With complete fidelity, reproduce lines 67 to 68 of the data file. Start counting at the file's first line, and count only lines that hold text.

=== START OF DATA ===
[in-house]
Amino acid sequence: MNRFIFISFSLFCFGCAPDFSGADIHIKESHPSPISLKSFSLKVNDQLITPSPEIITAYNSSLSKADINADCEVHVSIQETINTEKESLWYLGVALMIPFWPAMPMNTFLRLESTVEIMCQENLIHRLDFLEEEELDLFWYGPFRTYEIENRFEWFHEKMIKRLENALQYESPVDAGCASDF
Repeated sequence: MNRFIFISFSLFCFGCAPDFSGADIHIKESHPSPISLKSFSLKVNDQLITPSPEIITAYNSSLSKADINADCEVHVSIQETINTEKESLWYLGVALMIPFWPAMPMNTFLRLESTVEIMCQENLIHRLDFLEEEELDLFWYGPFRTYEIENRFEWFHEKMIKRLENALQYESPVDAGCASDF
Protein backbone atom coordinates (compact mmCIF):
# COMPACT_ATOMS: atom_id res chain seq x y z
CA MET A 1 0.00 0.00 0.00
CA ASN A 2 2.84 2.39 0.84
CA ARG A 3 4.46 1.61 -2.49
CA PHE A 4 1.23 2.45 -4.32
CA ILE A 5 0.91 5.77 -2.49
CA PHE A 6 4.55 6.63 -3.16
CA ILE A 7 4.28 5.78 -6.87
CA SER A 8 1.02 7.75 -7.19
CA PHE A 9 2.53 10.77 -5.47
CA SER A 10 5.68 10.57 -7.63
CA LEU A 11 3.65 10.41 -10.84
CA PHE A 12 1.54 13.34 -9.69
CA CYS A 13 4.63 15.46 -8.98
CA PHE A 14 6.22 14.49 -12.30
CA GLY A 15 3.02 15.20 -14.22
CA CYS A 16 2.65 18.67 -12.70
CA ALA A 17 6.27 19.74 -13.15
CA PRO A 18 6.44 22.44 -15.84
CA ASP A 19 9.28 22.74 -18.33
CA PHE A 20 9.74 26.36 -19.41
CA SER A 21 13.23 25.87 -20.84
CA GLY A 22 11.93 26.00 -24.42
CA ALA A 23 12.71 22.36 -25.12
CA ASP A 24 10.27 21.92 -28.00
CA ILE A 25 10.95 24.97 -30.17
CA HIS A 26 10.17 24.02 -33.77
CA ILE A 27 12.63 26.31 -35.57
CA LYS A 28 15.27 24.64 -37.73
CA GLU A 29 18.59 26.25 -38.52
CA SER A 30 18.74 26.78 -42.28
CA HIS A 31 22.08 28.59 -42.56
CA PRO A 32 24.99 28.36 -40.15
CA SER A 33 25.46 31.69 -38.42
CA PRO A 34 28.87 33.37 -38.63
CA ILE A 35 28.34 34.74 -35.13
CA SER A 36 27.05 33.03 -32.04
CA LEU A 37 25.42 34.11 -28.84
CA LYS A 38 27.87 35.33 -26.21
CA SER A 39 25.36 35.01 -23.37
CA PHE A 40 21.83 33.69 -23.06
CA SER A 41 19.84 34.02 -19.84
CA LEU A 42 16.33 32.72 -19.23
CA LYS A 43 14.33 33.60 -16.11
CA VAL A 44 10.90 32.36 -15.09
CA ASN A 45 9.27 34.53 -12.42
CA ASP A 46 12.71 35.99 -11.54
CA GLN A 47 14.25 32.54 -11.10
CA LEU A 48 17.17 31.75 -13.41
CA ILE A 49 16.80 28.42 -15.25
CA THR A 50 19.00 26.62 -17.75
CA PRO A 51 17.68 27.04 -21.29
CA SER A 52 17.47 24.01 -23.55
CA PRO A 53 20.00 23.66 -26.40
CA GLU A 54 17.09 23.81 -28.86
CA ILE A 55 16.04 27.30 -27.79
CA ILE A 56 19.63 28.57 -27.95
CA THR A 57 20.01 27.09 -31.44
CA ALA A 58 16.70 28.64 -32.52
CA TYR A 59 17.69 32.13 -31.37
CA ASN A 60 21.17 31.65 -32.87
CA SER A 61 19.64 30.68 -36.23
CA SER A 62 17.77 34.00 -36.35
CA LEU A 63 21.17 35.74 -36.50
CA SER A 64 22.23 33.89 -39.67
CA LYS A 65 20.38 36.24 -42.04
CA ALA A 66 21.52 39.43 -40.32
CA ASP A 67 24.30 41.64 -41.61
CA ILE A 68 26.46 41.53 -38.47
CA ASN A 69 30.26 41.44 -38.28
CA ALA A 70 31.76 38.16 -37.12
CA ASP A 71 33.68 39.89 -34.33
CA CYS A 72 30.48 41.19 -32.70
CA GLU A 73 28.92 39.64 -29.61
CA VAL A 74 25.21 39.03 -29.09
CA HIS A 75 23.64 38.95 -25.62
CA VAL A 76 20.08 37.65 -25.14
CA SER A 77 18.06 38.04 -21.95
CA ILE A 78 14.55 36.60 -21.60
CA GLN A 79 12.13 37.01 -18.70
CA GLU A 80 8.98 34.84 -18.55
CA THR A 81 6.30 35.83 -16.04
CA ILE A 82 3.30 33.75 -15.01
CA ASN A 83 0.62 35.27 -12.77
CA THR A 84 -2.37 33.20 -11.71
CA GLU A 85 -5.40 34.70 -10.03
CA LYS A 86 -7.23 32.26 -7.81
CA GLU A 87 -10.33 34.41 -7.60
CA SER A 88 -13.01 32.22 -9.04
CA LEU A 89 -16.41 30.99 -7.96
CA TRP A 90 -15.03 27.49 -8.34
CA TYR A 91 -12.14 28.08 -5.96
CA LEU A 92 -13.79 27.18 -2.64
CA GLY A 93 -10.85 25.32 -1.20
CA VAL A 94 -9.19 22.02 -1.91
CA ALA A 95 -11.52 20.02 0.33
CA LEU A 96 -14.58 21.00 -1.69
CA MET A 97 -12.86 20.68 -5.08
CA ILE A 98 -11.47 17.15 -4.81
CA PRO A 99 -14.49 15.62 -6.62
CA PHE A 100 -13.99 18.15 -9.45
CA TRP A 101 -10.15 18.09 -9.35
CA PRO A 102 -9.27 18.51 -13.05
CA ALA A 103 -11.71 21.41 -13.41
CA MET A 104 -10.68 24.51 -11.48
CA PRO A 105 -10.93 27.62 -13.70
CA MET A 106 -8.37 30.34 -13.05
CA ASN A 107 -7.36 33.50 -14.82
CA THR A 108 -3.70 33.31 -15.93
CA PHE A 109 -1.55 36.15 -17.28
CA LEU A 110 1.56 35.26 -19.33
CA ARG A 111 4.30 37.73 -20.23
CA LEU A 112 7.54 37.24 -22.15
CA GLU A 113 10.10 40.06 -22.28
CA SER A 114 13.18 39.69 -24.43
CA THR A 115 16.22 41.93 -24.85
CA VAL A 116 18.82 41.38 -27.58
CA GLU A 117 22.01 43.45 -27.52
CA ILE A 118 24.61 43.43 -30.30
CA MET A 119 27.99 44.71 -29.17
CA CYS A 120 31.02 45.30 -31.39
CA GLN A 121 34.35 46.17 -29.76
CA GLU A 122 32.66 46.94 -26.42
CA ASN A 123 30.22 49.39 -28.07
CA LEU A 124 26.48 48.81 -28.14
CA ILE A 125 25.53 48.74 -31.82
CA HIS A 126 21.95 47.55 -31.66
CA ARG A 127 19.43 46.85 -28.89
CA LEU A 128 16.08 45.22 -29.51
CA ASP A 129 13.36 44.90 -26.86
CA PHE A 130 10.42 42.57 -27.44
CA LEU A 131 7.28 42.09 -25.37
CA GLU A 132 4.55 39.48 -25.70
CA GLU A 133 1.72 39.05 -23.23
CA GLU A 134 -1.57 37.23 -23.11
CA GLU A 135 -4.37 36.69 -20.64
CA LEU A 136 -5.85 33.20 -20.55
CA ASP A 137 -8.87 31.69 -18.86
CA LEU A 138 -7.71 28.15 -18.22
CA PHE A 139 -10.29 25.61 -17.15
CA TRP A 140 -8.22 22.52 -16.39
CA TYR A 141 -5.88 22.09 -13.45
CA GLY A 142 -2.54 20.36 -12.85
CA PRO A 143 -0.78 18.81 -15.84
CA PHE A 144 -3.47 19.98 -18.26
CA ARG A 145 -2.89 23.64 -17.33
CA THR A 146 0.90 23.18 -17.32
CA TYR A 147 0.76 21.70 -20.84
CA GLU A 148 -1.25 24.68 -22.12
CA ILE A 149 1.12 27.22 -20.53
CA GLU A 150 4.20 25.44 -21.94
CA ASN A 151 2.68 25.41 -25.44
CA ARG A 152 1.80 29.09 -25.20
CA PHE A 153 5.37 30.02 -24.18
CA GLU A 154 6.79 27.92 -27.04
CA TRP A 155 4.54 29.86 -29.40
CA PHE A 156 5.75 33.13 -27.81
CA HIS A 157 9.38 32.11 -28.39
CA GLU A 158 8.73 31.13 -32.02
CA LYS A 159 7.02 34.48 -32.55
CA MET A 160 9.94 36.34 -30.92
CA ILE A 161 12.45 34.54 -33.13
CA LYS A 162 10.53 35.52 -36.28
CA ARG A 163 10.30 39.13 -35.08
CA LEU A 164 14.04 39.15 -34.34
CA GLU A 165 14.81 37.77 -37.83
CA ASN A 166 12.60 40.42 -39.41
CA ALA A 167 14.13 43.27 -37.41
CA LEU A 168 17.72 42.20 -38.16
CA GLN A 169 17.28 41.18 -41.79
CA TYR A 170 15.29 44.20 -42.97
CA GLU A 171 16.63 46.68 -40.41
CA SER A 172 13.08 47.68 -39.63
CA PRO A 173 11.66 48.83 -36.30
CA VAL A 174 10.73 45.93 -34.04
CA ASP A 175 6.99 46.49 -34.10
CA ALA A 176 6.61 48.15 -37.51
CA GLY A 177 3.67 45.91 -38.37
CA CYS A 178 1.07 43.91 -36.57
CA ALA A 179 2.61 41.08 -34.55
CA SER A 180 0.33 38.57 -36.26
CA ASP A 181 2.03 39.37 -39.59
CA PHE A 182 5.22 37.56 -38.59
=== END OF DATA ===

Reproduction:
CA SER A 62 17.77 34.00 -36.35
CA LEU A 63 21.17 35.74 -36.50